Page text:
The researchers compared the employment opportunities and choices of the women who participated in the BRAC programme with women across different wealth classes. They tracked over 21,000 households over seven years, including 6,700 ultra-poor households and 15,100 from other wealth classes.

Aspects of BRAC’s ‘Targeting the Ultra-Poor’ programme have been replicated by other organisations across Africa, Asia and Latin America and have had very positive results in increasing consumption for the extreme poor.

BRAC has a strategic partnership with UK Aid and Australia in Bangladesh, providing large scale funding to BRAC’s ‘Ultra-Poor’ programme for many years.

International Development Minister Desmond Swayne said: “The UK is proud of our partnership with BRAC and the Australian Government in Bangladesh. Over the last 5 years UK support has so far enabled BRAC to lift 580,000 people out of extreme poverty and delivered health, education, water and sanitation to the poorest and most marginalised. Earlier this year I saw first-hand the difference this work is making to people across Bangladesh. BRAC’s programme targeting the ‘ultra-poor’ is of great significance to development worldwide and the global goal of ending extreme poverty by 2030.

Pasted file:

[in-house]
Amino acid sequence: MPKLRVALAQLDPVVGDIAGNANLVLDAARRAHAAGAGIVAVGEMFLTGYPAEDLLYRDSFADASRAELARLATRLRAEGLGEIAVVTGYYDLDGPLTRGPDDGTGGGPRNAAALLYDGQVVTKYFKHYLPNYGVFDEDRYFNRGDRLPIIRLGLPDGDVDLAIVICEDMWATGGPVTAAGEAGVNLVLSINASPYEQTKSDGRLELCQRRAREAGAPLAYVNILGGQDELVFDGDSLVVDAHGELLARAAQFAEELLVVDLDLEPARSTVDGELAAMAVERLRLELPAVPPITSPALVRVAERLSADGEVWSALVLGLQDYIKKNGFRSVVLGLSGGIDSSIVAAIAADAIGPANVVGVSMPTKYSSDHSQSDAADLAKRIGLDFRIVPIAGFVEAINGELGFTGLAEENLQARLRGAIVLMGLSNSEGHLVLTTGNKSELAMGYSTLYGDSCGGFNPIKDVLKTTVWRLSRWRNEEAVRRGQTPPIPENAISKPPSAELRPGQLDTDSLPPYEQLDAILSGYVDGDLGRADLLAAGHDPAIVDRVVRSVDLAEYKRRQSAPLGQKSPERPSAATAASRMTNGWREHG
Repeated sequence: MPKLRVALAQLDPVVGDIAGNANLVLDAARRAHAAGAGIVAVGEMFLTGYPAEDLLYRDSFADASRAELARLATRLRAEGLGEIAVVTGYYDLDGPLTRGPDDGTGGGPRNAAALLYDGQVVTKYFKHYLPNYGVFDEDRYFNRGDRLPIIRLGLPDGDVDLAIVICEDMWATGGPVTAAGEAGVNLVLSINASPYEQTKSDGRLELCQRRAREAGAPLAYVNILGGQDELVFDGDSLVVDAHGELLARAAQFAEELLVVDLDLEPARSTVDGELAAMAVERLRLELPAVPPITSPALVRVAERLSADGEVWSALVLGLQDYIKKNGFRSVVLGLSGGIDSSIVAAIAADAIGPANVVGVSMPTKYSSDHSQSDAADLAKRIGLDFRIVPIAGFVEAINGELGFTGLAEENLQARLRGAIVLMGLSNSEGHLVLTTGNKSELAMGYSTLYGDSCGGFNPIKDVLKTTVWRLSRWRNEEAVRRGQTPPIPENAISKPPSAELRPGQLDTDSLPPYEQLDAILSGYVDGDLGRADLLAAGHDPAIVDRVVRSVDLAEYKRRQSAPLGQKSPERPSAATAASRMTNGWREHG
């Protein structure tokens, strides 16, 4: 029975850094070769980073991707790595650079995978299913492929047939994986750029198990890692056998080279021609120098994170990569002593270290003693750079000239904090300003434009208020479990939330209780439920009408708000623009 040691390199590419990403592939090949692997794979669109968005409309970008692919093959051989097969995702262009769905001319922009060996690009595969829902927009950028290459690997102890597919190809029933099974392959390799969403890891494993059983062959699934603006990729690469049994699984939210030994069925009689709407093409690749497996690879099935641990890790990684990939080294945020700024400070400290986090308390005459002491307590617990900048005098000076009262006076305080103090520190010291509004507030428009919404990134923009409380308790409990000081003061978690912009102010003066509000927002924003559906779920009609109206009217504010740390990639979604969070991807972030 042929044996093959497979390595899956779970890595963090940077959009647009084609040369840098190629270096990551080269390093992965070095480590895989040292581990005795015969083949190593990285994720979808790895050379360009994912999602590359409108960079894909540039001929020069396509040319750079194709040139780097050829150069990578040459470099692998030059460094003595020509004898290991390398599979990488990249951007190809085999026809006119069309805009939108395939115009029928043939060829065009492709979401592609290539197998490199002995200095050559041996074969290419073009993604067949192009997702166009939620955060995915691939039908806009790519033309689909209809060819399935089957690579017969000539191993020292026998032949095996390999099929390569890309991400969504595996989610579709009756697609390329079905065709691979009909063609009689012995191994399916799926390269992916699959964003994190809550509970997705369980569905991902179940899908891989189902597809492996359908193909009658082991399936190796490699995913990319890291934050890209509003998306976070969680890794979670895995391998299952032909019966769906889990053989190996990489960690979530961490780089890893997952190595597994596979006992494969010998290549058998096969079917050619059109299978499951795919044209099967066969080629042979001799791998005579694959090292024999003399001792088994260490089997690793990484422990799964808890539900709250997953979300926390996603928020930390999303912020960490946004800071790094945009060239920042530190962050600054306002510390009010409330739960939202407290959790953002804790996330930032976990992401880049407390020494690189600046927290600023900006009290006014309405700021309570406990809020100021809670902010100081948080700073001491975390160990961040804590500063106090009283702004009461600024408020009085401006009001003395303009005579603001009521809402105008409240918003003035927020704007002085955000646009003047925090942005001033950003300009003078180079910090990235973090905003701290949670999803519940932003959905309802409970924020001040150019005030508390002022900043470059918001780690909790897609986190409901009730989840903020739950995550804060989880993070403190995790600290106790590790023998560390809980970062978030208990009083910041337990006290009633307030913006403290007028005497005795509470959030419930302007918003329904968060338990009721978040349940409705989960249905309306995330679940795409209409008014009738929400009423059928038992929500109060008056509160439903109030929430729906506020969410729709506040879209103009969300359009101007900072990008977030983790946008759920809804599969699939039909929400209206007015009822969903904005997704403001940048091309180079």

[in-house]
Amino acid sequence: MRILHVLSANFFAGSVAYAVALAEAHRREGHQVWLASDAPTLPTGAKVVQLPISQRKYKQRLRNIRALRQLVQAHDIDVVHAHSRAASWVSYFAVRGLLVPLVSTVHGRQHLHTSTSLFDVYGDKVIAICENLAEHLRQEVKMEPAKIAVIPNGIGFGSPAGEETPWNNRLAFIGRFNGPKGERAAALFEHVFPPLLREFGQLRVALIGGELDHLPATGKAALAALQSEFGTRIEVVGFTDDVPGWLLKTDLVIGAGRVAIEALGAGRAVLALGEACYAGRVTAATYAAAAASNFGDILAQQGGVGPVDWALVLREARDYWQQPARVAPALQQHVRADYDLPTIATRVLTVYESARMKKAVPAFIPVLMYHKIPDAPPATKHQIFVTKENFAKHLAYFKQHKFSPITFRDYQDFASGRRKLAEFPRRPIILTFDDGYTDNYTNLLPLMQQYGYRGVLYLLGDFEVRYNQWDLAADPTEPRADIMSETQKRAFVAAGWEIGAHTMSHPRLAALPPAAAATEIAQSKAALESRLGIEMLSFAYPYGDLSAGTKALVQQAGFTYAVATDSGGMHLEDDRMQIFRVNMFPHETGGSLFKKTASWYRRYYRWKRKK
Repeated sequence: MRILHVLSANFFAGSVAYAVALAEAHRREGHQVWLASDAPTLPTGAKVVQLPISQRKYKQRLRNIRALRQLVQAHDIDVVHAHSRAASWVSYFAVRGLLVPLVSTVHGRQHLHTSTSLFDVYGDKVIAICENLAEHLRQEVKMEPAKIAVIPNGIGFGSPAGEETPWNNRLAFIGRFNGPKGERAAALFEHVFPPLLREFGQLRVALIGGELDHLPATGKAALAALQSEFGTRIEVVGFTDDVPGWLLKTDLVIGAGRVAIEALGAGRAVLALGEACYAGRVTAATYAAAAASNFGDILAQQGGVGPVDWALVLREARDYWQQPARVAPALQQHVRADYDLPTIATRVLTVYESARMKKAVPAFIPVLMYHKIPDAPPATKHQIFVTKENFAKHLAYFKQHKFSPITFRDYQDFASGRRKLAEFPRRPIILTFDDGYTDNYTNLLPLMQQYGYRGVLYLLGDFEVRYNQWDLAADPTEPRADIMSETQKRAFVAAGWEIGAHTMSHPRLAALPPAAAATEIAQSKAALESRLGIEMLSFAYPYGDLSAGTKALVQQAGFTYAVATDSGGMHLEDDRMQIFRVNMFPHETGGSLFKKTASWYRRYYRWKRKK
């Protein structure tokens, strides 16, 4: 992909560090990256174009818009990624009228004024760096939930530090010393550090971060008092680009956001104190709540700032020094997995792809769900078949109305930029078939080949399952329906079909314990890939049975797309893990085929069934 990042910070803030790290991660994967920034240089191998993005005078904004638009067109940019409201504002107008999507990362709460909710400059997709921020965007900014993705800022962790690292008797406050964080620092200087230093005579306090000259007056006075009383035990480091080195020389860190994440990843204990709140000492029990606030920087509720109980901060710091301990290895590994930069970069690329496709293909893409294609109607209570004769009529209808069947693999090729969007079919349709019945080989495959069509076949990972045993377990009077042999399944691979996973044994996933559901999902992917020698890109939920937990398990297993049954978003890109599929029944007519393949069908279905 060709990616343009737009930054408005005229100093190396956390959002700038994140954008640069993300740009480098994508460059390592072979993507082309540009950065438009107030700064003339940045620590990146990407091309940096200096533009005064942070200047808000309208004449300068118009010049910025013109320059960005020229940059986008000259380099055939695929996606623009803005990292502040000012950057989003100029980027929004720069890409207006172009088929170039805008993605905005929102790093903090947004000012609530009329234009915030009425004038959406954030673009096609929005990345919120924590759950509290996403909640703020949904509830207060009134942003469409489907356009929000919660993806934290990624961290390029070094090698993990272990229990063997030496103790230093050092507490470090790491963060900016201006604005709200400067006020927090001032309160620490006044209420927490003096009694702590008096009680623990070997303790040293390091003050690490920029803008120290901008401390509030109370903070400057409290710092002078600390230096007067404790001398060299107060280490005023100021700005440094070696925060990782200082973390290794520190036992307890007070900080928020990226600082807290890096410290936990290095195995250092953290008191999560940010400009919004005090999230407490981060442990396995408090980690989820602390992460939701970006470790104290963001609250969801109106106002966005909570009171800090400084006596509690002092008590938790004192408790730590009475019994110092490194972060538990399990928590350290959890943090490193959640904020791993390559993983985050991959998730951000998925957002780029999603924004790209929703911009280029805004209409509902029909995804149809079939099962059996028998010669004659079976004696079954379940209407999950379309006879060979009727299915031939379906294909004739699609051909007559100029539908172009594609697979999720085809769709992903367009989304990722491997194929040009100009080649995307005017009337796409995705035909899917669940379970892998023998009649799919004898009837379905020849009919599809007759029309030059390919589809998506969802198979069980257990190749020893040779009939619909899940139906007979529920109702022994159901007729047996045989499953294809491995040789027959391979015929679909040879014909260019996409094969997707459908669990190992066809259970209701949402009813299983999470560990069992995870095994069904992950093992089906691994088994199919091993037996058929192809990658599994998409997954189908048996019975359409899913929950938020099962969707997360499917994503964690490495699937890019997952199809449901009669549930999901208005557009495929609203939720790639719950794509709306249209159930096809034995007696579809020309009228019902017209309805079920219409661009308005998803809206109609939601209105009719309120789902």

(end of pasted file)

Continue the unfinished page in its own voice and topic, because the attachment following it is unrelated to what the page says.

Notes to Editors

[1] A copy of ‘Transforming the economic lives of the ultra-poor’ by Clare Balboni, Oriana Bandiera, Robin Burgess and Upaasna Kaul is available here.
[2] $1.25 per day was the international extreme poverty line at the time of the four year evaluation in 2011; it was updated to $1.90 per day in October 2015
[3] There was no control group after the 4 year evaluation, because those in the control group began to receive the programme themselves

IGC Researchers Available for Interviews: Oriana Bandiera, Professor of Economics, LSE: Robin Burgess, Director of the IGC, LSE

BRAC Representatives Available for Interviews: Dr Muhammad Musa, Executive Director, BRAC; Mushtaque Chowdhury, Vice Chairperson, BRAC; Lewis Temple, CEO, BRAC UK; Harshani Dharmadasa, Program Associate, Ultra-Poor Graduation Initiative, BRAC USA

An electronic press kit featuring video interviews with the IGC researchers is available here:

For more information contact:

Sue Windebank, LSE Senior Press Officer, T: 0207 849 4624, M: 07838 382798, E: 

Katie Allen, BRAC Communications Officer, T: 0203 434 3072, M: 07900 241608, E:


BRAC, founded in Bangladesh, is one of the world’s largest development organisations, a global leader in providing sustainable solutions that benefit the most vulnerable communities in Africa and Asia. BRAC invests in communities to empower and create lasting change believing that the poor are crucial actors and change makers in development, not passive recipients of aid. BRAC’s social innovation ‘targeting the ultra-poor’ develops basic entrepreneurship for those living on less than $0.70 per day, who are predominantly women, putting them on an upward trajectory out of extreme poverty. Since its launch in 2002, the approach has graduated over 1.6 million families in Bangladesh and been replicated by BRAC and others across Africa, South Asia and Latin America. More details about BRAC’s ‘Targeting the Ultra-Poor’ programme: